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Monday, 18 March, 2002, 13:28 GMT
Nigeria court hears stoning appeal
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By the BBC's Dan Isaacs
Sokoto, northern Nigeria
An appeal hearing has begun in Nigeria of a woman convicted of adultery by an Islamic court and sentenced to death by stoning.

Others have committed worse crimes but have not been punished because they have influence in high places. But this is happening to me - a poor woman from a poor village

Safiya Husseini
Safiya Husseini's case has provoked widespread international concern and calls for clemency.

Harsh criminal punishments such as stoning and amputation of limbs for theft have been introduced into the legal code in many of Nigeria's majority Muslim northern states over the past two years.

But although amputations have been carried out, no one has yet been stoned to death.

Safiya told the BBC that she believed her social status was responsible for her current predicament.

"Others have committed worse crimes but have not been punished because they have influence in high places," she said.

Safiya Husseini and baby Adama
Safiya Husseini became pregnant outside marriage
"But this is happening to me - a poor woman from a poor village."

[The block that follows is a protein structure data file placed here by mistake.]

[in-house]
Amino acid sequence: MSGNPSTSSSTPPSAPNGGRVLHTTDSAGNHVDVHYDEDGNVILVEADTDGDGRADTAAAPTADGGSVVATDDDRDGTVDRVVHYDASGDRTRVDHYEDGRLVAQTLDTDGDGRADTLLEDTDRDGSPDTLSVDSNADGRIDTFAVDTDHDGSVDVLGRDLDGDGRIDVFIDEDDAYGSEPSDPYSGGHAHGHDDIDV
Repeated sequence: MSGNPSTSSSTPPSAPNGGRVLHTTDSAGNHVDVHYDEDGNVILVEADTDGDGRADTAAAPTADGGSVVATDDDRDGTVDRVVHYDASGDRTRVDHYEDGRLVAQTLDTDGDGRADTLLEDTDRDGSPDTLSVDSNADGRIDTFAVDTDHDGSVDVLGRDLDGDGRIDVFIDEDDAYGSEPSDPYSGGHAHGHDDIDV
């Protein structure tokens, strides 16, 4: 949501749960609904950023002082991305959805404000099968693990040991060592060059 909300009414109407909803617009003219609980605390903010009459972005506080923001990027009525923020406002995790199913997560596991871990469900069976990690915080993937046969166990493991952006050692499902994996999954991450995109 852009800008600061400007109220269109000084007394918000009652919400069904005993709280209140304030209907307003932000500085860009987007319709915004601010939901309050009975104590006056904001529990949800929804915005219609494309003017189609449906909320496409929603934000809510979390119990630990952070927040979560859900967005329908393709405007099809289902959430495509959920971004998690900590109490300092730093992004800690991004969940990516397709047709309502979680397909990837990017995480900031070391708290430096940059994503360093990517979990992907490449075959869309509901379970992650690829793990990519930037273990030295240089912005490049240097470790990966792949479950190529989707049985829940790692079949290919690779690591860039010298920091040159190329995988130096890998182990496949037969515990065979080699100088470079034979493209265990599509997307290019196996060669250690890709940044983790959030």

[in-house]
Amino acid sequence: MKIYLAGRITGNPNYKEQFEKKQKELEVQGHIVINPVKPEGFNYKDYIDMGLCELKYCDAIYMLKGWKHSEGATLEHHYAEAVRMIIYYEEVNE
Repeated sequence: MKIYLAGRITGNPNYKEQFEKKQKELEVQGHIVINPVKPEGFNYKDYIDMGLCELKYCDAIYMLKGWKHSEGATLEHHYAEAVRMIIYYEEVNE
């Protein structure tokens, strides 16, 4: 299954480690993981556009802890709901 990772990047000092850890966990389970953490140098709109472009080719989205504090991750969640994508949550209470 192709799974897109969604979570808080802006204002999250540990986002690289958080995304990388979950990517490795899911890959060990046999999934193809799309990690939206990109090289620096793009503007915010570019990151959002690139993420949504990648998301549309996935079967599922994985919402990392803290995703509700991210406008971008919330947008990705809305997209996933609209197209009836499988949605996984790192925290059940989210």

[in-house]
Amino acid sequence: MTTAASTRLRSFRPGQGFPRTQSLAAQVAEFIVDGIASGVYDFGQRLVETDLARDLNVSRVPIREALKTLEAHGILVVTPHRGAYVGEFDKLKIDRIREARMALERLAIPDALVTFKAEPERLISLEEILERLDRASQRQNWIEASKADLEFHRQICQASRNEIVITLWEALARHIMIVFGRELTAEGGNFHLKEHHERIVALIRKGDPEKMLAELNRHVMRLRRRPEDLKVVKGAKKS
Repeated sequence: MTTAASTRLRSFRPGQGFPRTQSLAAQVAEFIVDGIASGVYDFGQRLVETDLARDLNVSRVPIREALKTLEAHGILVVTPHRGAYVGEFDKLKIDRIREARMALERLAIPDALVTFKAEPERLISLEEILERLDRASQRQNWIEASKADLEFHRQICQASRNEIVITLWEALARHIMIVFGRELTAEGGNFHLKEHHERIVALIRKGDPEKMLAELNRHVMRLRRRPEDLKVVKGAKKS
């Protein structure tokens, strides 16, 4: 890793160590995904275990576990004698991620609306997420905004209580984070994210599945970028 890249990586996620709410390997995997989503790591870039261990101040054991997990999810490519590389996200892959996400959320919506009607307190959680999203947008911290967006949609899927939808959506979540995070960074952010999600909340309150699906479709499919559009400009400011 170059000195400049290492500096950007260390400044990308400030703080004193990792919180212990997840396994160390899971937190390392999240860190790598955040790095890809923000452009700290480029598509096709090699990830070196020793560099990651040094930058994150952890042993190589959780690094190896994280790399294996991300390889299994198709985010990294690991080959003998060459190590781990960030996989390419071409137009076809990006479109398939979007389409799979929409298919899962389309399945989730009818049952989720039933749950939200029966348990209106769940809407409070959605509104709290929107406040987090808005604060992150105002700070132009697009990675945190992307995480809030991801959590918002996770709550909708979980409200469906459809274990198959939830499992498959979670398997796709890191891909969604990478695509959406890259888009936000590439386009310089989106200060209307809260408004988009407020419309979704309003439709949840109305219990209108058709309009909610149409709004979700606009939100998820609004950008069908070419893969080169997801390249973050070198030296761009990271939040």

Safiya Husseini arrived in court shrouded in a white headcovering and carrying her one-year old child, Adama, in her arms.

She was convicted by a Sharia court in October 2001 because she had become pregnant outside marriage.

In court she has been defended by a disparate group of lawyers who have come together to fight the case, some funded by human rights groups, others are attending in a voluntary capacity.

Click here to tell us your views on the case

Leading the defence, Abdulqadir Imam Ibrahim has already made the grounds for the appeal quite clear - that Safiya's former husband is the child's father.

Judge Mohammed Bello Sanyinlawal
Judge Mohammed Bello Sanyinlawal passed sentence last October
Although they are officially divorced, under Islamic law this can be used as a valid defence - if, that is, the judges believe her.

Now it is the turn of the state prosecutor to put his case, addressing the four judges of the Sharia court, to a room packed with journalists and wellwishers.

Many in the federal government are uneasy at the publicity that this case has drawn and President Obasanjo himself, who is a devout Christian, has made it clear that he would prefer the sentence not to be carried out.

If Safiya does lose this appeal she can take it further - right up to the Supreme Court in the Nigerian federal capital, Abuja.

The BBC's Dan Isaacs
"For devout muslims, sharia is a way of life"
Ravi Ibrahim, Nigerian muslim rights worker
"He should be punished too"
See also:

18 Mar 02 | Talking Point
Sharia Law: What do you think?
23 Jan 02 | Africa
Nigeria's 'adulteress' set free
19 Oct 01 | Africa
Nigerian appeals Sharia sentence
14 Sep 01 | Africa
Nigerian sentenced to stoning
14 Jan 02 | Africa
Nigeria stoning appeal delayed
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